Published October 17, 2012
On a recent morning in Qena, a poverty-stricken region a few hundreds miles south of Cairo, Usama Ghazali sped through the dusty landscape in his village’s communal truck. It was a busy day for the tall indefatigable 34-year old. After taking caring of his elderly mother, he met with a group of his workers—women weaving scarves in the thick summer heat. Then he was off to figure out an unreliable train schedule back to Cairo, where he was set to show the scarves to someone who had taken an interest in his business: Hillary Clinton, the American secretary of state. “I’m going to tell Hillary I have an idea,” he says, smiling. “And I think it will change Egypt.”
Nearly two years after a popular uprising, and with the country stuck dangling between its past and future, Ghazali is part of Egypt’s growing number of entrepreneurs who want to propel the nation forward, despite a dire economy, high unemployment and only a vague political will for change. The odds are stacked against them.
In her visit to Egypt last summer, Clinton made time between meetings with the country’s military junta and the Muslim Brotherhood to visit a group of entrepreneurs mentored by Flat6Labs, a Cairo-based firm that provides seed money and support to aspiring business owners. The two-year old startup has been receiving hundreds of applications for about six spots in the program, which open up every three months. They’ve launched 18 technology firms this past year and 10 have already found investors.
Ghazali and his two friends--Flat6Lab’s first group from rural Egypt--are building the Egyptian version of Etsy, a popular website that showcases and sells the work of independent artists and craft workers. Their company Yadaweya, or “handmade” in Arabic, will sell the work of artisans across Egypt, and simultaneously tell the story of their lives. Their hope is to use e-commerce to preserve jobs for Egypt’s craft workers, who still comprise a large proportion of the country’s labor force, but now face an uncertain future in a globalized world.
“We’re trying to help producers get direct access to markets,” says Ghazali. “A whole swath of Egypt doesn’t have any access, and opportunities are lessening due to their lack of technology and business skills. We need to empower these nontraditional markets and level the playing field.”
In a way, Ghazali is really talking about himself. Most of Flat6Labs’ budding entrepreneurs grew up outside of Cairo’s rarified circles and made their way through the country’s crumbling public school system. “These are the people who can’t just pack up and move to the West,” says Ahmed Al Alfi, the creator of Flat6Labs.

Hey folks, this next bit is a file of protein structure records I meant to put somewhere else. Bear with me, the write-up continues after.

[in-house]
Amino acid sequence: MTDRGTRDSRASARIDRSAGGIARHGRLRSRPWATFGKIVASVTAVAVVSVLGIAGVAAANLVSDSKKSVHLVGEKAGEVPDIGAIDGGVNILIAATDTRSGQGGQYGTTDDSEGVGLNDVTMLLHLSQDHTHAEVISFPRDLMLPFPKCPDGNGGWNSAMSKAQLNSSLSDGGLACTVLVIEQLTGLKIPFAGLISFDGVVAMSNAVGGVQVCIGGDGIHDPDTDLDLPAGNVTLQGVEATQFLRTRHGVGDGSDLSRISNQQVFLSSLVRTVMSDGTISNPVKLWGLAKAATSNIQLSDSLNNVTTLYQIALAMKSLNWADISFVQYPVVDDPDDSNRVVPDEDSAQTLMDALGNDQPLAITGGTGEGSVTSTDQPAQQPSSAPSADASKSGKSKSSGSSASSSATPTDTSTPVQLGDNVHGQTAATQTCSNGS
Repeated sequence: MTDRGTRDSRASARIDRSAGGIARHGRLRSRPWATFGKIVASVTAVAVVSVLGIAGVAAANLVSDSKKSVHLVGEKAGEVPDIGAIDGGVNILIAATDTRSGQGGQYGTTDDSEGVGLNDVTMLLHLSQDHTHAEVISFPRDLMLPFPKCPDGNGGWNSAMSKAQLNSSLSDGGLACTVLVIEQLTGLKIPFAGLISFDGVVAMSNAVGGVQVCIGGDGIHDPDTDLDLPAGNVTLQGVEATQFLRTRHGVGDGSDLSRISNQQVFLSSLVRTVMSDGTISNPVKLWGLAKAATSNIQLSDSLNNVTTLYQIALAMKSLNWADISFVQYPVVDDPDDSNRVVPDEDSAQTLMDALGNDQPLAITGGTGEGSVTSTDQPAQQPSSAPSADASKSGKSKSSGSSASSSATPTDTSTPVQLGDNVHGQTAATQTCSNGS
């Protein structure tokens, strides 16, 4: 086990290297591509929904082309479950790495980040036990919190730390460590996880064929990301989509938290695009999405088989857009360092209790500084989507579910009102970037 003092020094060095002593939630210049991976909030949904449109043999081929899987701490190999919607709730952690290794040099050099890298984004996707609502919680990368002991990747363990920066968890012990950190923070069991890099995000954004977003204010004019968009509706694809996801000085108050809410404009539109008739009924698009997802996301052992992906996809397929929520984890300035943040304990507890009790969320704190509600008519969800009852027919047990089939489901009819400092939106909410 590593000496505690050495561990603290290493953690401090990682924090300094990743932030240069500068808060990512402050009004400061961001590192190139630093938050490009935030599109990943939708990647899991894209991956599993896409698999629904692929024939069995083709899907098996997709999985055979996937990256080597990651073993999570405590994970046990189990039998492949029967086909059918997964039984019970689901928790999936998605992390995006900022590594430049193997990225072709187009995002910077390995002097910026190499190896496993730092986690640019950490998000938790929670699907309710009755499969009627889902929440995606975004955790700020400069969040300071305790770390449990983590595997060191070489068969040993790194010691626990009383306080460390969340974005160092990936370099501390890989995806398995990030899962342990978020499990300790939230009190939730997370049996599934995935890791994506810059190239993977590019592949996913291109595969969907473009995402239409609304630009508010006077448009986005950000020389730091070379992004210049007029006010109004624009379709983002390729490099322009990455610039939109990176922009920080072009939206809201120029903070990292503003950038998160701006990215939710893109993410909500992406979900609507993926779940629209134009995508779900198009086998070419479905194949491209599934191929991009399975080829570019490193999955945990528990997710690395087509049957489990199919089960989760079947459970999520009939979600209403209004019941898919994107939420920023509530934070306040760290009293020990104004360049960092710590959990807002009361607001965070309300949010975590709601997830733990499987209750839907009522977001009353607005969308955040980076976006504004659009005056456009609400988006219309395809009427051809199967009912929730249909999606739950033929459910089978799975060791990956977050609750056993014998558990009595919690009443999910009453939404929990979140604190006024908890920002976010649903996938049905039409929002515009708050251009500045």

Lacking role models and business networks, many like Ghazali have become empowered by the revolution to forge their own path. But it hasn’t been easy. “There are no courses on entrepreneurship at Egyptian universities,” says Elmira Bayrasli, a Forbes columnist and author of the upcoming book Steve Jobs Lives in Pakistan: Extraordinary Entrepreneurs in the Developing World. “There are very few incubators and accelerators, few venture capitalists and investors to truly build out the ecosystem.”
The U.S. is trying to lend a helping hand, but in subtle ways—sponsoring entrepreneurship programs and mentoring new business owners. More direct U.S. economic involvement is controversial. A Gallup poll released in September showed that Egyptians increasingly oppose American economic assistance and see the U.S. as interfering in their internal affairs. More than 80 percent of Egyptians oppose U.S. aid—nearly twice the percentage who reject Egypt’s peace treaty with Israel. At a time when the State Department is trying to figure out the nature and extent of its aid to Egypt, some believe that promoting entrepreneurship could be a good way to help Egyptians help themselves. “All the chess pieces are there in Egypt,” says Scott Gerber, an entrepreneur, who traveled to Egypt last year with the U.S. State Department to help lead a post-revolution business boot camp. “But they’re still working without a board.”
Gerber and others points to a dangerous deficit in political will for entrepreneurship, with tax and permits laws that make starting a small business difficult. In the World Bank’s annual 2012 rankings for ease of doing business, Egypt ranked 110 out of 183 economies. “There needs to be a political will that matches the populist will,” says Gerber. “Or else the latter will face increasing challenges.”